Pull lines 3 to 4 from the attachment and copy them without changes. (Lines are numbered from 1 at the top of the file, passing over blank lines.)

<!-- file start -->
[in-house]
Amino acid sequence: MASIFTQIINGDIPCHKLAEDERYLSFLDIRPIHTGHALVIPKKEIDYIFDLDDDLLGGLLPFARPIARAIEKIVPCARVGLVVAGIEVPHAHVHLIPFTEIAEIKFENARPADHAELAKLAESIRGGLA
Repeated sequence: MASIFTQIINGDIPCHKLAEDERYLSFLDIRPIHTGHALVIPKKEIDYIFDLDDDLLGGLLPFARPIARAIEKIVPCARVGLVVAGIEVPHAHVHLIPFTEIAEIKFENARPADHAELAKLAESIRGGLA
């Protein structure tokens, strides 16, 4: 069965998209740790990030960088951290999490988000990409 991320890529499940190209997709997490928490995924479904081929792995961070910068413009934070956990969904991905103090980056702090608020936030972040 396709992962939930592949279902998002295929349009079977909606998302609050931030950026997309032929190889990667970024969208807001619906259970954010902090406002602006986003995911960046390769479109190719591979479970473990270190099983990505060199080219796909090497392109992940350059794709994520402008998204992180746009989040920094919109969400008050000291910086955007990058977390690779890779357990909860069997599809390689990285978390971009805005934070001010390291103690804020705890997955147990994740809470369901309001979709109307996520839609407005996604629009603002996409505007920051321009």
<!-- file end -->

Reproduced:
Repeated sequence: MASIFTQIINGDIPCHKLAEDERYLSFLDIRPIHTGHALVIPKKEIDYIFDLDDDLLGGLLPFARPIARAIEKIVPCARVGLVVAGIEVPHAHVHLIPFTEIAEIKFENARPADHAELAKLAESIRGGLA
């Protein structure tokens, strides 16, 4: 069965998209740790990030960088951290999490988000990409 991320890529499940190209997709997490928490995924479904081929792995961070910068413009934070956990969904991905103090980056702090608020936030972040 396709992962939930592949279902998002295929349009079977909606998302609050931030950026997309032929190889990667970024969208807001619906259970954010902090406002602006986003995911960046390769479109190719591979479970473990270190099983990505060199080219796909090497392109992940350059794709994520402008998204992180746009989040920094919109969400008050000291910086955007990058977390690779890779357990909860069997599809390689990285978390971009805005934070001010390291103690804020705890997955147990994740809470369901309001979709109307996520839609407005996604629009603002996409505007920051321009």